At this point it looks unlikely that I will be able to make this one. I have a family commitment so commanding that I can’t even ask directly about getting out of it. Which is a pity. Seeing Hillary give the keynote would be a fascinating study in contrasts after the pandemonium roused by Barack Obama’s speech last year.
Unlike many bloggers, I do not hate, or even intensely dislike Hillary. In fact, I quite liked Hillary the First Lady. Early on in Clinton’s Presidency, Mrs. Clinton had a tendency to be direct to the point of blunt. It pissed a lot of people off, but I loved it. Partly I loved it because she pissed off people who needed it, but mostly I loved it because I can relate. Don’t believe me? Go back and read a few archived posts.
I liked that Hillary. Hillary the politician, all smoothed over and consulted upon I like less. Depite that, I’m not against Hillary because I’m against her. I just don’t think she could possibly win a general election. A full explication of that is for another post.
I’m open to any evidence to the contrary, which is why I’d like to see her live. It seems just listening to buzz, that Hillary’s support is broad and thin. I know people who support her, but I know no one who is energized by her candidacy the way people are by Obama or Edwards or even the dreaded Koosh. She is a fairly flat, uninspiring speaker who generates commensurately tepid response.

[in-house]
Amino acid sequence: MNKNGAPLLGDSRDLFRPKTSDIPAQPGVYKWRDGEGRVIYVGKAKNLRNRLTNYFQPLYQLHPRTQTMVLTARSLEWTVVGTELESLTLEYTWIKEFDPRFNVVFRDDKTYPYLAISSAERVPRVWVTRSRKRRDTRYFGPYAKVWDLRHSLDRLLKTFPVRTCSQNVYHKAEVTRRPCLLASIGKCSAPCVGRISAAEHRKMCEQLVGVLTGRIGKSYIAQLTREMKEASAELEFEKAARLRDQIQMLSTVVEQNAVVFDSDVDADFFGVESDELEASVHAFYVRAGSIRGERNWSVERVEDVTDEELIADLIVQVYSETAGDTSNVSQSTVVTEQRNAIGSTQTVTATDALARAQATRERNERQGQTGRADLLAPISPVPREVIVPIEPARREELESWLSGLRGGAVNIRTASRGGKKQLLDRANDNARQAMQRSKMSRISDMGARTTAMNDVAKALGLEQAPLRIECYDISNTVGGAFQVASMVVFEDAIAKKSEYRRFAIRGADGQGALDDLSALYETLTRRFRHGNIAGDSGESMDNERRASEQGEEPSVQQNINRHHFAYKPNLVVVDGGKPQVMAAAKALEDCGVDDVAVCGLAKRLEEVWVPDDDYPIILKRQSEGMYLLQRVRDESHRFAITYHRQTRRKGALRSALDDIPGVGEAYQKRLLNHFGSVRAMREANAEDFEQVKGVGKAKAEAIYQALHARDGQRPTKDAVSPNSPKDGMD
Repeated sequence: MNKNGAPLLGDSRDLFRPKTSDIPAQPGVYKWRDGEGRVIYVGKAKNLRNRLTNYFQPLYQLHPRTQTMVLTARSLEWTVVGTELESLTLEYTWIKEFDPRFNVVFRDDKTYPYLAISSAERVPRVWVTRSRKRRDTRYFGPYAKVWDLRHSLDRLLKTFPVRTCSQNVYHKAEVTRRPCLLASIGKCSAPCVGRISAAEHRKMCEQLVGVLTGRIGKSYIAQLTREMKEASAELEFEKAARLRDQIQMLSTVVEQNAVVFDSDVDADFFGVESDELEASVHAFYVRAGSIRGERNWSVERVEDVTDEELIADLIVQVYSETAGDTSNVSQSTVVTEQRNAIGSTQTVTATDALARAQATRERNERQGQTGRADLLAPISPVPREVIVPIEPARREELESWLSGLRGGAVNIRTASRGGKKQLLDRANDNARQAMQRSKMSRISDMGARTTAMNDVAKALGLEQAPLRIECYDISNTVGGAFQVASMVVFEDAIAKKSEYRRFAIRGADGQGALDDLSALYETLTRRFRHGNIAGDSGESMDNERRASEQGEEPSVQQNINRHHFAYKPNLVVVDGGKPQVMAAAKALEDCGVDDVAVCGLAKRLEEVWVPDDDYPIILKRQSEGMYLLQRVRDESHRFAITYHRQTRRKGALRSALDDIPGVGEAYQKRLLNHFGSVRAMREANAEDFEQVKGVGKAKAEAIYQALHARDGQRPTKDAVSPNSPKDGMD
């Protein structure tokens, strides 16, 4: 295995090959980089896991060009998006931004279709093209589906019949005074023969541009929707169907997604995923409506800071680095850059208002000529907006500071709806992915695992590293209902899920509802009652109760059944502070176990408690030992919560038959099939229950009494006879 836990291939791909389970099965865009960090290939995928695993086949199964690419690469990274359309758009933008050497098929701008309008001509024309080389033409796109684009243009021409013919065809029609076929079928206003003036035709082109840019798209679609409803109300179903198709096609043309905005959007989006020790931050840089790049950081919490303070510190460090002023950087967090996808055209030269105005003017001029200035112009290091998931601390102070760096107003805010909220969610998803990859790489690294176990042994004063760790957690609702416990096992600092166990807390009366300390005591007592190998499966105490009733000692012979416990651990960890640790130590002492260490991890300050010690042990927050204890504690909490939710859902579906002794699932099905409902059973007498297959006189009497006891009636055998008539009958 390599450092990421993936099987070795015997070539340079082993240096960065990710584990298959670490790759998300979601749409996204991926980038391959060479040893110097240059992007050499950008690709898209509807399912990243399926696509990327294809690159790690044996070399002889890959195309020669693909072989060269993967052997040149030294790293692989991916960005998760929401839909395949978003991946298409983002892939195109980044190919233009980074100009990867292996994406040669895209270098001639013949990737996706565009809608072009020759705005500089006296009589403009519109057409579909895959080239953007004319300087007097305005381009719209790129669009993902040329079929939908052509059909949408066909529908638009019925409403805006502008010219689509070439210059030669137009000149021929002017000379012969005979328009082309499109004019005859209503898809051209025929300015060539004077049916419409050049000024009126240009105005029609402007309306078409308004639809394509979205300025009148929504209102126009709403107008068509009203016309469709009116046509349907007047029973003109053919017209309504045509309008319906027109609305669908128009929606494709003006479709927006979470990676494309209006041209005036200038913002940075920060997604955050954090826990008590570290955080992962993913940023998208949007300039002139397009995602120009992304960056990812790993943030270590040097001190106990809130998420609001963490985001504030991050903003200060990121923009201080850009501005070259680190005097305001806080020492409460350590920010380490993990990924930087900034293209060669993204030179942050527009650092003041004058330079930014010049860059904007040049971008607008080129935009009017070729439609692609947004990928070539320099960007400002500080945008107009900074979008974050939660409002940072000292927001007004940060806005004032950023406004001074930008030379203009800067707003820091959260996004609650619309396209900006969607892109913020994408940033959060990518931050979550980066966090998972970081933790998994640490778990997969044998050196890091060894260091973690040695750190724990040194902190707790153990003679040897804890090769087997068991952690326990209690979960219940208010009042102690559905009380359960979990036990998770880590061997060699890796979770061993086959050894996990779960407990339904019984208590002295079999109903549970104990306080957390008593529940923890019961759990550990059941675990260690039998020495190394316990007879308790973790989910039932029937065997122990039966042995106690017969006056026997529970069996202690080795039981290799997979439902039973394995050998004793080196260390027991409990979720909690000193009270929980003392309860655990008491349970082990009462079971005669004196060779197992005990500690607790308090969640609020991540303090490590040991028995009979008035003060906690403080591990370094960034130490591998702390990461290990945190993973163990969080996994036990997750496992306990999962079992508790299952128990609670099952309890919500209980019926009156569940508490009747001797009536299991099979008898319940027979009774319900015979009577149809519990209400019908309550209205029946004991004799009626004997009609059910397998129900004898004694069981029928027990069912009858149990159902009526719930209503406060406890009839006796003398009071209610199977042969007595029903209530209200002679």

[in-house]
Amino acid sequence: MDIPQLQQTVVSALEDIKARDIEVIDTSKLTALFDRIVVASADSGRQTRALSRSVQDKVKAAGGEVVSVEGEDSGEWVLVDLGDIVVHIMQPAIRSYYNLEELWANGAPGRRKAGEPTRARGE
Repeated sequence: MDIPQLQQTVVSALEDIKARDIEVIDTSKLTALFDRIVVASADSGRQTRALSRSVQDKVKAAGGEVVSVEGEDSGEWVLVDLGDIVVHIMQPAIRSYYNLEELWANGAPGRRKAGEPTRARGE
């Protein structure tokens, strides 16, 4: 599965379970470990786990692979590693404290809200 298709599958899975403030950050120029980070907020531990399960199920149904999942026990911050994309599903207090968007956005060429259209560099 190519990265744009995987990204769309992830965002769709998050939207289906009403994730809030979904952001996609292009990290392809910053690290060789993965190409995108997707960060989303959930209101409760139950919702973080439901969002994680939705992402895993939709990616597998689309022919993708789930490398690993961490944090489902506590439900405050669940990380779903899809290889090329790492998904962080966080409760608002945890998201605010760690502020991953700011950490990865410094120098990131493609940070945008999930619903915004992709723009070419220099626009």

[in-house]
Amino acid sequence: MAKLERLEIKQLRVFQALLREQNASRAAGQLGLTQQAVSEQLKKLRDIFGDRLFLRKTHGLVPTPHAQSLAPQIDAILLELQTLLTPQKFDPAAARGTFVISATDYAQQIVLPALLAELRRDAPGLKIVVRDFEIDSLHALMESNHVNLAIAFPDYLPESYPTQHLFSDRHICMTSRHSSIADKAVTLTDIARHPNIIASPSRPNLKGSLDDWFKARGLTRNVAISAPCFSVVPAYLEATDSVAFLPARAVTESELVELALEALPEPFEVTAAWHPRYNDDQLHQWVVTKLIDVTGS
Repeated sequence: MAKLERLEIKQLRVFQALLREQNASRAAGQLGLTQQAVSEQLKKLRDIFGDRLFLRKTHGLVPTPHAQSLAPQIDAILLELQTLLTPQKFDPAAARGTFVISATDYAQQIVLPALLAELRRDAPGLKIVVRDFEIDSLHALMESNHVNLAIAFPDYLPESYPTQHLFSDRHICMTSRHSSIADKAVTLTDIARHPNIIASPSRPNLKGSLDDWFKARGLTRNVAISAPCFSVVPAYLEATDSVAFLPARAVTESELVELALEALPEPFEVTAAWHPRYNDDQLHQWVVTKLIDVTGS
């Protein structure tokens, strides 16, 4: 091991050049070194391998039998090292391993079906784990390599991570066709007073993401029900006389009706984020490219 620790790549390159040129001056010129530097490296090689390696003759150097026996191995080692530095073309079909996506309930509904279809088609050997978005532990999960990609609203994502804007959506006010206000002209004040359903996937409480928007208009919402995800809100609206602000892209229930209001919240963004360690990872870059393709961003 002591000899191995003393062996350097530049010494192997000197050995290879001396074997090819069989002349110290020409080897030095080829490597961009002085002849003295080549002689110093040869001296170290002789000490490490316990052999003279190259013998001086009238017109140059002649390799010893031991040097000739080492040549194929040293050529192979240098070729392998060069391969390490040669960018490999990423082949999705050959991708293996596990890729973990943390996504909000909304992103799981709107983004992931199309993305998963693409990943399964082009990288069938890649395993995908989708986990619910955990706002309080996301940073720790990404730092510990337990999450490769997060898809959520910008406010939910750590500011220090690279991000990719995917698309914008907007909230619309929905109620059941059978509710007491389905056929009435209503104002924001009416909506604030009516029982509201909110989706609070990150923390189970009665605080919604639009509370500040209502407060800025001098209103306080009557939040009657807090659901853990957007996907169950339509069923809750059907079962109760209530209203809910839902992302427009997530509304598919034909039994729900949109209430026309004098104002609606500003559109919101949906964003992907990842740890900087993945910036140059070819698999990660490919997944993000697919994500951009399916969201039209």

Hopefully, someone with a blog will make it there and can take the temperature of the room. I don’t see a blogswarm for a comp table this year, though.
Novelist and essayist Kurt Vonnegut has left those of us stuck in time, at 84.
Vonnegut was my first adult literary hero. While I have never been, and may never be, a well-read fiction fan, once I first discovered Vonnegut, I was hooked and read everything I could get my hands on. By happenstance I read his first novel, Player Piano, first. Most readers, I think, first encounter one of his better known works like Slaughter-House Five or Breakfast of Champions. For them, Player Piano, with its conventional narrative structure, must be a bit of a let down. I came closer to reading the evolving Vonnegut, which I highly recommend.
It's been a long time since I cracked one of his novels, which is regrettable. But probably I would have "gotten" David Foster Wallace and Michael Chabon if I hadn't started with Vonnegut. For the record, I think Breakfast of Champions is his funniest, Cat's Cradle his most heartbreaking, Mother Night the most thought provoking and God Bless You Mr. Rosewater my all-around favorite.
So here's to a life well lived and an admirable literary legacy.
Damn. Change the way I put the post together and the links are embedded with minimal extra work. So enjoy.
- The Enquirer - Lawsuit claims school fudged nunbers
- mediabistro.com: FishbowlDC | Will Other Washingtonians Say "No" To "Imus"?
- Is Imus the Product of a Ghetto Mindset? - Newsweek Society - MSNBC.com